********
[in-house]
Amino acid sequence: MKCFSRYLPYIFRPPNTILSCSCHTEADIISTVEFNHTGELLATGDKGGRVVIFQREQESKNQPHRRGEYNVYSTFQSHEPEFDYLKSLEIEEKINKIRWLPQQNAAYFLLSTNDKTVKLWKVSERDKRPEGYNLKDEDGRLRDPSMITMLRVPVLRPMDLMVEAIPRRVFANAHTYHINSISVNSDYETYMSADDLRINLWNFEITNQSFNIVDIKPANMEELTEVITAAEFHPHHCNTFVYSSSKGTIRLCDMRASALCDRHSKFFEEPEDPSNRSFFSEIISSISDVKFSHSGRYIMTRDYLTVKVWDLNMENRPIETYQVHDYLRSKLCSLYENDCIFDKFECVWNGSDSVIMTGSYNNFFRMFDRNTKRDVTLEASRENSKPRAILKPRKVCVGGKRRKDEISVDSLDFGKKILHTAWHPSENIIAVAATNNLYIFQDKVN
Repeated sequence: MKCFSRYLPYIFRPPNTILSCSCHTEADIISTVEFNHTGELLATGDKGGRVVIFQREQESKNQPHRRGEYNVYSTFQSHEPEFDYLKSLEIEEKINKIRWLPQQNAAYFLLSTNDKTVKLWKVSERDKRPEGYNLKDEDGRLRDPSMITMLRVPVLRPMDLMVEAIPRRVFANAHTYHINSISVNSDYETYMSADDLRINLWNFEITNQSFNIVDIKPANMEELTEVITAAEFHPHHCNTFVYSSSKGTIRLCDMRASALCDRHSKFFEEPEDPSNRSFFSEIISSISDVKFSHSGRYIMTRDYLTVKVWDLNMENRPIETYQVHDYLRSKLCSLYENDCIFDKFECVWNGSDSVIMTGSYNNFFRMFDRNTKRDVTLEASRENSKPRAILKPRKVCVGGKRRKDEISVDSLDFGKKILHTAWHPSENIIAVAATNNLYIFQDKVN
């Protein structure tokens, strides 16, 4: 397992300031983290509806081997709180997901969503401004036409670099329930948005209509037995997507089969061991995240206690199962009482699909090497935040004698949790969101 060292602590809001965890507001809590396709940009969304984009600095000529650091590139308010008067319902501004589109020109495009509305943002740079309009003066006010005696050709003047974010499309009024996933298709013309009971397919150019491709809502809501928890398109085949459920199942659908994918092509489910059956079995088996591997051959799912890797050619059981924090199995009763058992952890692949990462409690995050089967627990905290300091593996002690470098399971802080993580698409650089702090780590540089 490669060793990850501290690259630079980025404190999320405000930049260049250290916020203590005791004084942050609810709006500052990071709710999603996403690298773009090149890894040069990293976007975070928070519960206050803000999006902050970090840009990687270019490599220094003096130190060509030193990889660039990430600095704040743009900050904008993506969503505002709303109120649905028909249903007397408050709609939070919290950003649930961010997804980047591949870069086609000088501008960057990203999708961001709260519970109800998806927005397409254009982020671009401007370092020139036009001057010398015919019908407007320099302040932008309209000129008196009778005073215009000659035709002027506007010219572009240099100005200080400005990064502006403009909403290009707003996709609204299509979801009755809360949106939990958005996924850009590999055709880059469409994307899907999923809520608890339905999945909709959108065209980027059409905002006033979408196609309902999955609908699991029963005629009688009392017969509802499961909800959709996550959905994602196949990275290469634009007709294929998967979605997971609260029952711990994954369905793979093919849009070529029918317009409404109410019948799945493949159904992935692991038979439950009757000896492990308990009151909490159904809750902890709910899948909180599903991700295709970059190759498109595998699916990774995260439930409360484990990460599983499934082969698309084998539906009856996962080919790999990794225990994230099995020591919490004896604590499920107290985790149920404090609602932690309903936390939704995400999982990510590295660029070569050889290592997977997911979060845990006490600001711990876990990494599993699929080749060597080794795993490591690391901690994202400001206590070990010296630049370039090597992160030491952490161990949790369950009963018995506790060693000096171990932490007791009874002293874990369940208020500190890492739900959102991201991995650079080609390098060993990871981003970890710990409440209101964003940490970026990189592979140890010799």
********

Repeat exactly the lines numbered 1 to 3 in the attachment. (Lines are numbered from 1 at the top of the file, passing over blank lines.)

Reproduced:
[in-house]
Amino acid sequence: MKCFSRYLPYIFRPPNTILSCSCHTEADIISTVEFNHTGELLATGDKGGRVVIFQREQESKNQPHRRGEYNVYSTFQSHEPEFDYLKSLEIEEKINKIRWLPQQNAAYFLLSTNDKTVKLWKVSERDKRPEGYNLKDEDGRLRDPSMITMLRVPVLRPMDLMVEAIPRRVFANAHTYHINSISVNSDYETYMSADDLRINLWNFEITNQSFNIVDIKPANMEELTEVITAAEFHPHHCNTFVYSSSKGTIRLCDMRASALCDRHSKFFEEPEDPSNRSFFSEIISSISDVKFSHSGRYIMTRDYLTVKVWDLNMENRPIETYQVHDYLRSKLCSLYENDCIFDKFECVWNGSDSVIMTGSYNNFFRMFDRNTKRDVTLEASRENSKPRAILKPRKVCVGGKRRKDEISVDSLDFGKKILHTAWHPSENIIAVAATNNLYIFQDKVN
Repeated sequence: MKCFSRYLPYIFRPPNTILSCSCHTEADIISTVEFNHTGELLATGDKGGRVVIFQREQESKNQPHRRGEYNVYSTFQSHEPEFDYLKSLEIEEKINKIRWLPQQNAAYFLLSTNDKTVKLWKVSERDKRPEGYNLKDEDGRLRDPSMITMLRVPVLRPMDLMVEAIPRRVFANAHTYHINSISVNSDYETYMSADDLRINLWNFEITNQSFNIVDIKPANMEELTEVITAAEFHPHHCNTFVYSSSKGTIRLCDMRASALCDRHSKFFEEPEDPSNRSFFSEIISSISDVKFSHSGRYIMTRDYLTVKVWDLNMENRPIETYQVHDYLRSKLCSLYENDCIFDKFECVWNGSDSVIMTGSYNNFFRMFDRNTKRDVTLEASRENSKPRAILKPRKVCVGGKRRKDEISVDSLDFGKKILHTAWHPSENIIAVAATNNLYIFQDKVN